Margaret Mee: Explorer/Conservationist, Botanist/Scientific Illustrator

Bromelia anticantha Bertol. Cultivated in São Paulo. Procured from Minas Gerais. Margaret Mee, 1964. Permission for reproduction received from Dumbarton Oaks Research Library and Collection, Rare Book Collection, Washington, D.C., Online Exhibits, Highlights from the Collections, Margaret Mee, The Paintings.

Margaret Mee, née Brown (1909-1988), was a British contemporary artist considered to be one of the most remarkable women of the twentieth century.1 She was referred to as the premier female explorer of the Brazilian rainforest and an outstanding botanical artist. Her voice was one of the first courageous ones to be raised against the exploitative destruction of Amazonia and she spoke for its conservation until her death.

Courtney Letts de Espil: Borden-Field Museum Alaska Arctic Expedition of 1927

“One must wear white in stalking Arctic game,” quips author Courtney Letts de Espil (Mrs. John Borden) in her 1928 book The Cruise of the Northern Light, which is a 317-page account of the Borden-Field Museum Alaska Arctic Expedition of 1927.1 Public Excitement As The Expedition Launches While newspaper accounts Continue Reading

Janaki Ammal Edavaleth Kakkat: Cytogeneticist, Sugarcane Revolutionizing Botanist

K. Janaki Ammal was born in Kerala, India on November 4th, 1897. One of the first women in the U.S. to earn a doctorate in botany, she went on to develop new hybrids of sugarcane. After shifting here focus to research, she published The Chromosome Atlas of Cultivated Plants.

Dr. Margery C. Carlson: Botanist, Professor, and Conservationist

Margery Carlson (1892-1985) Botany Research Associate shown [outdoors] with some of the packs of [plant] specimens she collected on expedition. © The Field Museum, B80585.

  “Every collector hopes that he will be able to bring home some species unknown to science, never before described or even given a botanical name.” – Margery Carlson¹ An Auspicious Beginning Dr. Margery C. Carlson was born in November 21, 1892 in Arthur, Illinois.²,³ She was named after the marguerite Continue Reading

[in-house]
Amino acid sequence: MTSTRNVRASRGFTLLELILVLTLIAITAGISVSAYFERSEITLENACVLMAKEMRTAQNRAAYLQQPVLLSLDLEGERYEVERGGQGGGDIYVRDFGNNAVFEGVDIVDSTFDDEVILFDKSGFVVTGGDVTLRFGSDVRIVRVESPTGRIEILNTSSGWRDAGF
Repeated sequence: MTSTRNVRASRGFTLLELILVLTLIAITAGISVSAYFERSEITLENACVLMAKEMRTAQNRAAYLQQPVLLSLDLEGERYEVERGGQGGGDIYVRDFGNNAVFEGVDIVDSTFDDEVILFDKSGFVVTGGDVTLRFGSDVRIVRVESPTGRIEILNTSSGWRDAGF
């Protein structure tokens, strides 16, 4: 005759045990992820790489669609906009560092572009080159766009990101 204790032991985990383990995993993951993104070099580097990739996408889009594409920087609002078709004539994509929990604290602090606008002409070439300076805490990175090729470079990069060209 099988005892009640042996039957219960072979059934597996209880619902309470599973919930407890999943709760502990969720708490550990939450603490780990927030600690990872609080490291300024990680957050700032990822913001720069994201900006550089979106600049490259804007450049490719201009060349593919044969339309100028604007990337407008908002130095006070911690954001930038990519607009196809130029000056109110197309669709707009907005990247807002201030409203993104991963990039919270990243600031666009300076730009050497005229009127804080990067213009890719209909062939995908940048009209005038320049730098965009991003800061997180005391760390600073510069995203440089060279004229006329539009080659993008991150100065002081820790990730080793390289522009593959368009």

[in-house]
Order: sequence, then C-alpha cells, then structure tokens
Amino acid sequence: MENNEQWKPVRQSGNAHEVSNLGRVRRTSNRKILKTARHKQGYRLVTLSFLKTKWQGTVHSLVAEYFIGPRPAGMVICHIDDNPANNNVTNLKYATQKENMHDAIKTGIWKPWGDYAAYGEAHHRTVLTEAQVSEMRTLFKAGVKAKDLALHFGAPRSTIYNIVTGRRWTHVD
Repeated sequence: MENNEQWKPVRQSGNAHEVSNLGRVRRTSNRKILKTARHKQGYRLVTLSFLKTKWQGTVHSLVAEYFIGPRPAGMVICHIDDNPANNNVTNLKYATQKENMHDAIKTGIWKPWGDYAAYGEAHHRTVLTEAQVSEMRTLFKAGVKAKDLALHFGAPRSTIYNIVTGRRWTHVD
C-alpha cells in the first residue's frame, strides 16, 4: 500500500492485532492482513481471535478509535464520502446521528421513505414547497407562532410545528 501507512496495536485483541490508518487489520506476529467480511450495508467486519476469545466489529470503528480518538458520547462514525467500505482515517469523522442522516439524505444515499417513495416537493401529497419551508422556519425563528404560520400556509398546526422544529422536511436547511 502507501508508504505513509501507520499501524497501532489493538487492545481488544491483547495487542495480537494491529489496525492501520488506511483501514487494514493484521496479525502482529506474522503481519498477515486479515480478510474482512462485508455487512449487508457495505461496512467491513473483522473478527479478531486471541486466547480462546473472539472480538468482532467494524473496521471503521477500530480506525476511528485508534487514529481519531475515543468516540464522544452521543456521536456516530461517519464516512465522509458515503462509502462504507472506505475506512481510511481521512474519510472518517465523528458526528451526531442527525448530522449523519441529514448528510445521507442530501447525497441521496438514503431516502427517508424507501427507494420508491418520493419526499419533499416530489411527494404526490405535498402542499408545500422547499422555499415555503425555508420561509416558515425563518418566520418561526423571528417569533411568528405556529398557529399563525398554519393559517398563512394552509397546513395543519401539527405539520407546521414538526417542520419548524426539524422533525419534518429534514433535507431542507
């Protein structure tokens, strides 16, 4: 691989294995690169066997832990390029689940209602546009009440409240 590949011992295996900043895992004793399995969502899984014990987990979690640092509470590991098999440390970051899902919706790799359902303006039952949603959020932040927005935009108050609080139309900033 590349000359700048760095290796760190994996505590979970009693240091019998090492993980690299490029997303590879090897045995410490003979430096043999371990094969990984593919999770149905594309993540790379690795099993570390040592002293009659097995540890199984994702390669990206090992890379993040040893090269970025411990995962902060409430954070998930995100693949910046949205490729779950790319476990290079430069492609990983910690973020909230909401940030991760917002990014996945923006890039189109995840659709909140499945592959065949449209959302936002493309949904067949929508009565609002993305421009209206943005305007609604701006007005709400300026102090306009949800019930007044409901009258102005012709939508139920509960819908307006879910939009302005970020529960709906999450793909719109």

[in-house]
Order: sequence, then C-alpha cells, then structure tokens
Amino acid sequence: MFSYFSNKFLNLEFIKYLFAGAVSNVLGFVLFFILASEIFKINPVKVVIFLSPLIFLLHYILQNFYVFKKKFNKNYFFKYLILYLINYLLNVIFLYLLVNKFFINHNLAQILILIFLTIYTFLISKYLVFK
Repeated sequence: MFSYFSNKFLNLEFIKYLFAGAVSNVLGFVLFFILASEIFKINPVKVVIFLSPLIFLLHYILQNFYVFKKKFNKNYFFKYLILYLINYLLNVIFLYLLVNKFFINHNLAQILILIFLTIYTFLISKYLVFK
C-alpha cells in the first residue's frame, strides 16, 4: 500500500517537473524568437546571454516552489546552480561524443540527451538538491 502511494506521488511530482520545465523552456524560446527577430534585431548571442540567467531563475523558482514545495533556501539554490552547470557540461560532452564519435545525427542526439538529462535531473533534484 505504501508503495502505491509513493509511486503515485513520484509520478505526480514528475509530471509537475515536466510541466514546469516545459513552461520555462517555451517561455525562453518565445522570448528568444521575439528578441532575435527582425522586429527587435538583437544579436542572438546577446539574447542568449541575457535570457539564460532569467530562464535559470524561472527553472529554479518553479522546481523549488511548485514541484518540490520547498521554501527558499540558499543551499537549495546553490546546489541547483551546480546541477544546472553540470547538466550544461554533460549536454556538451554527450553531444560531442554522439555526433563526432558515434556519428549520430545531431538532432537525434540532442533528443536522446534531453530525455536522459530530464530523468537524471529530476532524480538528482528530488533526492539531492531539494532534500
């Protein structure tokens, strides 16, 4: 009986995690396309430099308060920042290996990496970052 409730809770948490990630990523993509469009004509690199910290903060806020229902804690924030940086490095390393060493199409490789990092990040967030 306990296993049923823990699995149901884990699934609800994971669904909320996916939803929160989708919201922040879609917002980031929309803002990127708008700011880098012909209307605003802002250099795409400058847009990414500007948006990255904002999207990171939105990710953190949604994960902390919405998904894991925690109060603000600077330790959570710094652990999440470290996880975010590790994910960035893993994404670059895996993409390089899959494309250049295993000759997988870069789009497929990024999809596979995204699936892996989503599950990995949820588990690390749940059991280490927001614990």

Amanda Almira Newton: Botanical Illustrator for the US Department of Agriculture

U.S. Department of Agriculture Pomological Watercolor Collection. Rare and Special Collections, National Agricultural Library, Beltsville, MD 20705

Amanda Almira Newton was a prolific illustrator for the U.S. Department of Agriculture (USDA) who specialized in drawing watercolors of fruit. She contributed more than 1200 watercolor paintings to the USDA and also made more than 300 wax models of fruits. Her precise and detailed drawings were especially important in Continue Reading

Alice Eastwood: Pioneering Botanist, Explorer & Naturalist, Lifelong Lover of Flowers & Plants, California Academy of Sciences Curator of Botany

Alice Eastwood collecting plant specimens in the field, while holding her wooden plant press Childhood/Alice in Wonderland Alice Eastwood was born on January 19, 1859 in Toronto, Canada.1,4 Her childhood was a difficult one; at age 6, she promised her dying Irish mother, Eliza Jane (Gowdey) Eastwood, that she would Continue Reading

Elizabeth Gertrude Knight Britton: Bryologist, Educator, New York Botanical Gardens Founder

Born Elizabeth Gertrude Knight in New York City on January 9, 1857, she was the first of five daughters of James and Sophie Anne (Compton) Knight. She spent part of her early childhood on her grandfather’s sugar plantation in Matanzas, Cuba. Knight graduated from the Normal School (now Hunter College) Continue Reading

John Tyley: Caribbean Botanical Illustrator in a Colonial World

John Tyley, watercolor on paper of [Fruit], ca. 1802 John Tyley worked as a botanical illustrator at the historic St. Vincent Botanical Garden in the late 1700s creating exquisite depictions of tropical plants.¹ Aside from the beautiful and detailed illustrations he left behind, little is known of this native Caribbean Continue Reading